I wish I had a better picture, but this is "The Skunk," a mostly black Toyota Camry with a white stripe of paint covering the hood, roof and trunk space. It looks like a police car but it's cool - literally. It's a real life example of everyday folks (in this case, my girlfriend's family) taking advantage of the albedo effect to keep things cool, and it's a small example of the much larger albedo change we need to start integrating into everyday design if we're going to fight climate change.
Josh Romm, at Climate Progress, names "1 wedge of albedo change through white roofs and pavement," as one of his 12-14 "wedges" the entire planet must achieve if we are to keep carbon dioxide levels at 450ppm (an important number because it allows us to avoid runaway, catastrophic climate change).
Think of the wedges as chunks of a pie chart that add up to a stable, climate friendly energy supply (that's what climate change is all about - how we get our energy). Other wedges include fuel efficiency (e.g. "...all cars 60 mpg, with no increase in miles traveled per vehicle.") and forestry, "End all tropical deforestation. Plant new trees over an area the size of the continental U.S." See all of Romm's wedges and his larger climate solution here.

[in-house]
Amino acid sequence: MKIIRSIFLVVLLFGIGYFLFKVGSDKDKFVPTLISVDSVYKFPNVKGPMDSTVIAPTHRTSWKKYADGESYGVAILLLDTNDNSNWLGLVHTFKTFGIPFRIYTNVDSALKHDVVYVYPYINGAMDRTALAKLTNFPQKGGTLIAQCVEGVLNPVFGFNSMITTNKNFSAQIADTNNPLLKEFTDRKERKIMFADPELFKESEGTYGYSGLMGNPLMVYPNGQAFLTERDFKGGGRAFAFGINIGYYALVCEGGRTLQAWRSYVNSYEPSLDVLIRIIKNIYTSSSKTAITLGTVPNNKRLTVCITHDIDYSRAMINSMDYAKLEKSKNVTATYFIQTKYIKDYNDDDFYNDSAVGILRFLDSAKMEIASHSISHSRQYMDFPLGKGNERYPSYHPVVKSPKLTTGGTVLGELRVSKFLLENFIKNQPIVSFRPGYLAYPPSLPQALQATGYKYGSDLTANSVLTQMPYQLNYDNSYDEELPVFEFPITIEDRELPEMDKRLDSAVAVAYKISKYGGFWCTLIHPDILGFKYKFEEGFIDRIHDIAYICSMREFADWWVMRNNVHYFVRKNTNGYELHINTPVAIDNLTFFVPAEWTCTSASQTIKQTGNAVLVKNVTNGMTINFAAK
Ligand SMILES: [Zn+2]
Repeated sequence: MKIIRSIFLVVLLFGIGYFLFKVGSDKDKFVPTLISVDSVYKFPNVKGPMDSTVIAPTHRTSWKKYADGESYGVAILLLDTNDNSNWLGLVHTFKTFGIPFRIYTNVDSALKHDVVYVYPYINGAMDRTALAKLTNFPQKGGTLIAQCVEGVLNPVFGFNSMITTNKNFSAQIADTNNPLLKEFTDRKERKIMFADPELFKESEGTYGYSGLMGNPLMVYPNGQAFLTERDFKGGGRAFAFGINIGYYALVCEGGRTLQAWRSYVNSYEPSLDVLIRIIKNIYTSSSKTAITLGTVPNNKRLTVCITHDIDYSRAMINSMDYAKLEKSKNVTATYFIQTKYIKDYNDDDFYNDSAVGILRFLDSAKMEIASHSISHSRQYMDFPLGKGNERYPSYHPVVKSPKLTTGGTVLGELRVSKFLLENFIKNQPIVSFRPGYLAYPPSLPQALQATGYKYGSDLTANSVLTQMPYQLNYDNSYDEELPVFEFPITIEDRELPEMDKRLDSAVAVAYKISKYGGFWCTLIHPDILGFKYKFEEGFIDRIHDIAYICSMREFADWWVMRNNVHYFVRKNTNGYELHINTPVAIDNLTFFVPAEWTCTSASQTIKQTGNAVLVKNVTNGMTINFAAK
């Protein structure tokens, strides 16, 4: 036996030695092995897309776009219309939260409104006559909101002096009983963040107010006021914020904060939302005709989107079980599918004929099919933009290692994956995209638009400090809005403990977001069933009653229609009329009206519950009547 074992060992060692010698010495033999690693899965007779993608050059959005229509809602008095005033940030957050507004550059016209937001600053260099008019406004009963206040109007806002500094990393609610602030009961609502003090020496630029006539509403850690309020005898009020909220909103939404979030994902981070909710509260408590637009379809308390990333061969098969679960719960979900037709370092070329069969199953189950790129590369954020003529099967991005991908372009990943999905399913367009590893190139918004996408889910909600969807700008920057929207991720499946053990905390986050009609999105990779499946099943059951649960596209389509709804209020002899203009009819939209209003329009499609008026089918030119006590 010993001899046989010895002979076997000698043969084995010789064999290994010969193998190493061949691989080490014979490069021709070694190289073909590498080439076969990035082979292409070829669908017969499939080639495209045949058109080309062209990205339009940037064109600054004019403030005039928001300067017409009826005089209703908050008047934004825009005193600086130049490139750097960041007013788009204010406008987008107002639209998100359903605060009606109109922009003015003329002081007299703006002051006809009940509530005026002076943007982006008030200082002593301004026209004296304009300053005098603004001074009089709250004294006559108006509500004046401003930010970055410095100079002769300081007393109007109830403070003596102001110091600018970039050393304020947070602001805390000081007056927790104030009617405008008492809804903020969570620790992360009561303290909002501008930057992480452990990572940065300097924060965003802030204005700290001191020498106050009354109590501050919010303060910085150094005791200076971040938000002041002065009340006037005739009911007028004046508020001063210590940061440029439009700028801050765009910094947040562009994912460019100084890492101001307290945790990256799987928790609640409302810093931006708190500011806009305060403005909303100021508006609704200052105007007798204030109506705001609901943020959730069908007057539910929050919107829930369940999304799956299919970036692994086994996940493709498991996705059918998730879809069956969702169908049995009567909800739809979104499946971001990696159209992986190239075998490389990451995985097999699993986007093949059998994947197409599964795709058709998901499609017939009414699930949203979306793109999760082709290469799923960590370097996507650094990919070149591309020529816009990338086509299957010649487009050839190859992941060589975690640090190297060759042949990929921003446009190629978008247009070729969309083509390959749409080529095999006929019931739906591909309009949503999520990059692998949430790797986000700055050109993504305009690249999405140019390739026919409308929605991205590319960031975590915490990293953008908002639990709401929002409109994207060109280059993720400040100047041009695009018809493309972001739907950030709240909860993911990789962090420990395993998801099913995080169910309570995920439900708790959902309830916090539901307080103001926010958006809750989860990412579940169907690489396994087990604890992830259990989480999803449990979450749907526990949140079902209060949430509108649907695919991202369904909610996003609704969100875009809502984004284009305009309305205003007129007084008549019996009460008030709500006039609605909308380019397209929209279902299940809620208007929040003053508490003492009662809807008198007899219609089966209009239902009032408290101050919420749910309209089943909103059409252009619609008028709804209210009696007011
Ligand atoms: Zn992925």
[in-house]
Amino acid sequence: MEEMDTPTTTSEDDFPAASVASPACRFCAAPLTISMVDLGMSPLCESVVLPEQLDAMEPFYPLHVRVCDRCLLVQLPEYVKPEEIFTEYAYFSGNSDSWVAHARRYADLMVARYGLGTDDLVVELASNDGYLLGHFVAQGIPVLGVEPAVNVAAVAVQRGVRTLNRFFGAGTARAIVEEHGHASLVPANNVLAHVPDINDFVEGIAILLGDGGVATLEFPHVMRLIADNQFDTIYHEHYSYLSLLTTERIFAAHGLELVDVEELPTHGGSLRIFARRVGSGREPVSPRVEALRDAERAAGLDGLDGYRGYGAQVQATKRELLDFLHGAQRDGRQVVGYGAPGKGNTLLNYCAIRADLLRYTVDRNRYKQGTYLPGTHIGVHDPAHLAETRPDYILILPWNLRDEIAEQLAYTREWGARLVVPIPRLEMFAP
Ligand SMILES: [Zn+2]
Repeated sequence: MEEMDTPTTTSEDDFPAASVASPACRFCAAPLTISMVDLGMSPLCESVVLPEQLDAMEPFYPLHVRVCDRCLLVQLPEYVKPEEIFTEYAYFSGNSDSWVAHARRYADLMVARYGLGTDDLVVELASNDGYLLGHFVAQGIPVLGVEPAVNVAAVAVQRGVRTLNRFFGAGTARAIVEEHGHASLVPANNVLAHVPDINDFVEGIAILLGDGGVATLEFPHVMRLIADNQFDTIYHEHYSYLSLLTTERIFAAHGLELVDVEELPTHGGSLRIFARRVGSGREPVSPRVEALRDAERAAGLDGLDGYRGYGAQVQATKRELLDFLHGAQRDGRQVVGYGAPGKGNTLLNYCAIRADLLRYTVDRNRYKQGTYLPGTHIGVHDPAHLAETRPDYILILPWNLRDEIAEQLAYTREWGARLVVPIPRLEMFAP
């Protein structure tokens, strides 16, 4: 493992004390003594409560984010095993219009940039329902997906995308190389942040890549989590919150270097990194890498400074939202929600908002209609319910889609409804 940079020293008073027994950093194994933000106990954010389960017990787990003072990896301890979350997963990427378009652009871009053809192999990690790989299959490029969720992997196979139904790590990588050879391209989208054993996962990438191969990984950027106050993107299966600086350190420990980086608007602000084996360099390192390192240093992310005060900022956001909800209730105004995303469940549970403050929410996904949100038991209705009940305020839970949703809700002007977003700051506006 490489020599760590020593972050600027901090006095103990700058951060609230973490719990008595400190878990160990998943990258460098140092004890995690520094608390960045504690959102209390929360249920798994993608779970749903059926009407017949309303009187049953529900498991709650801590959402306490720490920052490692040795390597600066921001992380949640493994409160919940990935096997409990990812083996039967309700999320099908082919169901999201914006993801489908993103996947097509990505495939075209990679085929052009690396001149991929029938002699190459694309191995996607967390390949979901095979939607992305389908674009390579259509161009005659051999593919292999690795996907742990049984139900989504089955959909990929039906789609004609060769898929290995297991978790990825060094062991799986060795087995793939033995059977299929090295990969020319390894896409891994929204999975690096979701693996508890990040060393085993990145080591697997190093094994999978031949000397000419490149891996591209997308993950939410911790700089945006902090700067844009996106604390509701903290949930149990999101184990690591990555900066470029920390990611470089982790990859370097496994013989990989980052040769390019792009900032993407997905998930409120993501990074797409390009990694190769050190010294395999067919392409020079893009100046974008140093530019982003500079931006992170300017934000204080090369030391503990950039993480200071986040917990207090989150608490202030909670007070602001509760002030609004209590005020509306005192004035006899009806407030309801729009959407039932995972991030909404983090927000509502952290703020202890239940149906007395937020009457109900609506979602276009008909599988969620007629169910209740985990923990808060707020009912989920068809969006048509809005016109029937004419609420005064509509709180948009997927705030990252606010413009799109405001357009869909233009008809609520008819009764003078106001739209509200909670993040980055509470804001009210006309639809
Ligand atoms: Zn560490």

Whitewashing - Tom Sawyer Style
Greenwashing is a popular topic in conversations about sustainability, but it's small potatoes compared to the importance of whitewashing. Move over Tom Sawyer - here's how Romm breaks down the value of a good whitewash:
"Over 50% of the world population now lives in urban areas, and by 2040 that fraction is expected to reach 70%. Pavements and roofs comprise over 60% of urban surfaces (roofs 20 to 25%, pavements about 40%). Akbari et al. estimate that permanently retrofitting urban roofs and pavements in the tropical and temperate regions of the world with solar-reflective materials (e.g. white and light coloured surfaces, my addition) would offset 44 billion tonnes of emitted CO2, worth $1.1 trillion at $25/tonne."
Put another way:
"Permanently increasing the solar reflectance of urban roofs and pavements worldwide would offset 11 billion car-years of emission. This is equivalent to taking the world’s approximately 600 million cars off the road for 18 years."
As a climate solution, Romm notes that his albedo change is technically geoengineering, although he prefers geo-reverse-engineering, "...since we are mostly undoing the albedo decrease caused by all the dark roofs and dark pavement we have covered the planet with."
White is the "new black" in the fight against climate change. It's what's cool.